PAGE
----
Praça do Rossio
Lisbon’s tradition of cobbled limestone pavement designs – known as calçada portuguesa – has a central showcase on the floor of historic Rossio Square (officially known as Praça Dom Pedro IV). First laid down in 1849 by military engineer Eusébio Furtado, this classic two-tone wavelike pattern is called ‘wide ocean’ and references the city's seafaring past. Careful not to stare too long though – its rolling pattern might get you feeling a little dizzy.
Praça Luís de Camões
Dedicated to the great Portuguese poet Luís de Camões, this square on the boundary between Chiado and Bairro Alto is decorated with images from his epic Os Lusíadas, a fantastical retelling of Vasco de Gama’s voyage to India. Mermaids, whirlpools and guiding stars seem to spin on the pavement around a central statue of the revered writer. You'll likely see a lot of local Lisbonites here since the central square is often used as a meeting spot.
Avenida da Liberdade
Lisbon’s grandest shopping street has elegant underfoot artistry. Its 90 metres are decked out in paving stones arranged into floral and abstract geometric patterns by the local architect and illustrator João Abel Manta, while the plazas at each end are equally stunning thanks to their decoration and water features. The Avenida might well be lined with expensive designer shops but we can happily report that staring at the beautiful pavement is totally free.
Parque das Nações
The modern skyline of this seafront business and leisure district still bears traces of a bygone nautical Lisbon. Sea monsters and other motifs from the Age of Exploration mark the ground outside the state-of-the-art Oceanário and along the edge of the sea. We love the snake-like monsters with their intertwined blotchy bods.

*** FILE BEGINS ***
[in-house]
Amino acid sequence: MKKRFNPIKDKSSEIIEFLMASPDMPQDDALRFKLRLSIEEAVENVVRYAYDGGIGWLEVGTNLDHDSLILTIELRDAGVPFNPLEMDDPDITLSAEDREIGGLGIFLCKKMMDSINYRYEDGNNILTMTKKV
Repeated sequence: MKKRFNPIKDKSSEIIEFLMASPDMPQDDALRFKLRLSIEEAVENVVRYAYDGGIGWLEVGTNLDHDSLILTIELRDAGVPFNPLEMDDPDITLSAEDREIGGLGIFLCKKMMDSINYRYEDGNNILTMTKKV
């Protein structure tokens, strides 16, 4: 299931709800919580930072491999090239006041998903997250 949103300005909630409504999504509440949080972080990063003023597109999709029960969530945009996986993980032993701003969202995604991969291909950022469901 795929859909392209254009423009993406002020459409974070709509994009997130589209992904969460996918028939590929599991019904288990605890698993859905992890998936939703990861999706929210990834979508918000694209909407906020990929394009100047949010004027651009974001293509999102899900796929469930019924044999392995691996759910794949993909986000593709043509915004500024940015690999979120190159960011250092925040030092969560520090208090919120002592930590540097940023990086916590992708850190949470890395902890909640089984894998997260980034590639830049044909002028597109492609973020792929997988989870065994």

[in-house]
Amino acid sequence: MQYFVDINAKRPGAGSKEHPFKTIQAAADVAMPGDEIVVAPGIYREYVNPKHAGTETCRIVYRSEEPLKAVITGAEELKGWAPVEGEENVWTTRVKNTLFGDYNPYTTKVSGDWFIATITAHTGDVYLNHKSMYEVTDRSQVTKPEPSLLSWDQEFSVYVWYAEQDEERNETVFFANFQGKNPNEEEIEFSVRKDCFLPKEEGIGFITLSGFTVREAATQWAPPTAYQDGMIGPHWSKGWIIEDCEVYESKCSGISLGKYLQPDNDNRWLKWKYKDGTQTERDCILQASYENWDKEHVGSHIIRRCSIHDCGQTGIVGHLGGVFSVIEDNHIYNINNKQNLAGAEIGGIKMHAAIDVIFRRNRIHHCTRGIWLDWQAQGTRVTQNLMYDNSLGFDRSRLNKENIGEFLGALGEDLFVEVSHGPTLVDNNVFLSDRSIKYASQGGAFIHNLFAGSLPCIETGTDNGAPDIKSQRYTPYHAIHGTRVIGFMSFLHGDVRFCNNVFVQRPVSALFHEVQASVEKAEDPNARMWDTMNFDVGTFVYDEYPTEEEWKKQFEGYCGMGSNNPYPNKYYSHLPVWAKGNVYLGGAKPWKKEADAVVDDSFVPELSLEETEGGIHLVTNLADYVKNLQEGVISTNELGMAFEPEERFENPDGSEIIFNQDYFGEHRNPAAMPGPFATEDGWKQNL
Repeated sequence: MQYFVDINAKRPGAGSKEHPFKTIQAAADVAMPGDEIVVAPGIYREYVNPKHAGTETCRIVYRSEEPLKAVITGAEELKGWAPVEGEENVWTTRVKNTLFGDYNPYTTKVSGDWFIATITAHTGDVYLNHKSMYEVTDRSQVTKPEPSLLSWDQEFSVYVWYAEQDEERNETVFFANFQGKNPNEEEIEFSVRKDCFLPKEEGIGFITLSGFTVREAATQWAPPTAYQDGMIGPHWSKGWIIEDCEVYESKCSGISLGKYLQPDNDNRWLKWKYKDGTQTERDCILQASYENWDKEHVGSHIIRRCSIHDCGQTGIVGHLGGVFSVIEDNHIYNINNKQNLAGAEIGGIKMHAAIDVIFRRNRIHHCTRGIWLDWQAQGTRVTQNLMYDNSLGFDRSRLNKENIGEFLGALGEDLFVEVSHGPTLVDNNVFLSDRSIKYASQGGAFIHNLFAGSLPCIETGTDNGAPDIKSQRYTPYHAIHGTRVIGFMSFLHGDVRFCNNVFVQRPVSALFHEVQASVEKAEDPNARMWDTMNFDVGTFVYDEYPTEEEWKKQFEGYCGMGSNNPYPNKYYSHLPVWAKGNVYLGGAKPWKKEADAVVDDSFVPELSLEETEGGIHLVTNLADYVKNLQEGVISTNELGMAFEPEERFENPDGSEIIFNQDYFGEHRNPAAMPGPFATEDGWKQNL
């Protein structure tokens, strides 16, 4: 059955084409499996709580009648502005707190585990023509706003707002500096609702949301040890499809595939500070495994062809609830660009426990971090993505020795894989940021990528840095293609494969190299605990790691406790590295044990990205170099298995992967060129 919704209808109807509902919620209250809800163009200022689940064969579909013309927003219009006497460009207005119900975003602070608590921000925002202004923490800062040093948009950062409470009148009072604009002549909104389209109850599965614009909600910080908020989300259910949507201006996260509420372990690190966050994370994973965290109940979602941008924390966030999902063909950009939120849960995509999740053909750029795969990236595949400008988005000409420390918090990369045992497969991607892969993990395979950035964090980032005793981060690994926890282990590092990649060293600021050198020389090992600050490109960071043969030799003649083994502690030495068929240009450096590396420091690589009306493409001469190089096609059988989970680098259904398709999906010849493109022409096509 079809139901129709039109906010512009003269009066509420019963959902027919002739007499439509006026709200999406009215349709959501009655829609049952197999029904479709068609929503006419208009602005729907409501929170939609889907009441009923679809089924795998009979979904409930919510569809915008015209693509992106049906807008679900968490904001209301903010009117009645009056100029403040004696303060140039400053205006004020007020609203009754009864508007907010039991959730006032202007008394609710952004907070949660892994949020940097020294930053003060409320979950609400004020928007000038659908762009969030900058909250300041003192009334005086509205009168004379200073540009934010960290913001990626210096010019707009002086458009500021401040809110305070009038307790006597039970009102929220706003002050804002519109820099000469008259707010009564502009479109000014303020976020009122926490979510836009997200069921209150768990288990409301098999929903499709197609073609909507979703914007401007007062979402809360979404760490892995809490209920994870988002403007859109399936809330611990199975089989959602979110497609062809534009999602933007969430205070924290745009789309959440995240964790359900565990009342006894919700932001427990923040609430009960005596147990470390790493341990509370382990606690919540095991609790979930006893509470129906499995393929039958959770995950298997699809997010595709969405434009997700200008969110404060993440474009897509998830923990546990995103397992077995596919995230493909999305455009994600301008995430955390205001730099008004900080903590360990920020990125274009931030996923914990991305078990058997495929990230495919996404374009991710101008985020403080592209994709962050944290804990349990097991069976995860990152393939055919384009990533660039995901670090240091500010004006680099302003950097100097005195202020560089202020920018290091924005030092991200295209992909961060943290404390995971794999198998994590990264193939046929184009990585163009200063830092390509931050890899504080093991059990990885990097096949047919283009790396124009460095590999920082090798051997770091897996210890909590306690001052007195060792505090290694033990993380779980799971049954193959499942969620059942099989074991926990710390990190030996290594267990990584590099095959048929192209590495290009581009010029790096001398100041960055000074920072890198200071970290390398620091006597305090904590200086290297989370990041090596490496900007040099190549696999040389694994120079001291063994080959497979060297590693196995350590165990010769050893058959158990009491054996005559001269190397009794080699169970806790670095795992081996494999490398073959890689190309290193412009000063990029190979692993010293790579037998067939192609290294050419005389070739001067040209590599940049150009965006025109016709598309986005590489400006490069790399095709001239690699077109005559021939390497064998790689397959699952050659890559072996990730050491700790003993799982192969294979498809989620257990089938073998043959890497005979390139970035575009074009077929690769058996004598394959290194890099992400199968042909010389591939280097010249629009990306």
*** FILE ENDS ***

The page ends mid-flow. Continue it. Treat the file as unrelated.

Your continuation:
Largo do Chiado's QR code
Lisbon is home to the world’s first cobblestone QR code, dragging classical Portuguese craftsmanship into the present and bringing some fun to the traditional art. You can find the code on Rua Garrett, down from the famous A Brasileira café and just outside the beloved Benard pastry shop,: can scan it with your phone to bring up interesting information on the local area.
Padrão dos Descobrimentos
The waterfront around the Discovery Monument is decorated with a world map that depicts Portuguese discoveries. It sits inside a huge compass, marking the direction of travel for Portugal’s maritime explorers which, in turn, is surrounded by undulating cobblestones that represent the water. Take the lift to the top of the monument to get a bird's-eye-view of the floor and all its intricate details.
Train: BelémBook flights to Lisbon Book holidays to Lisbon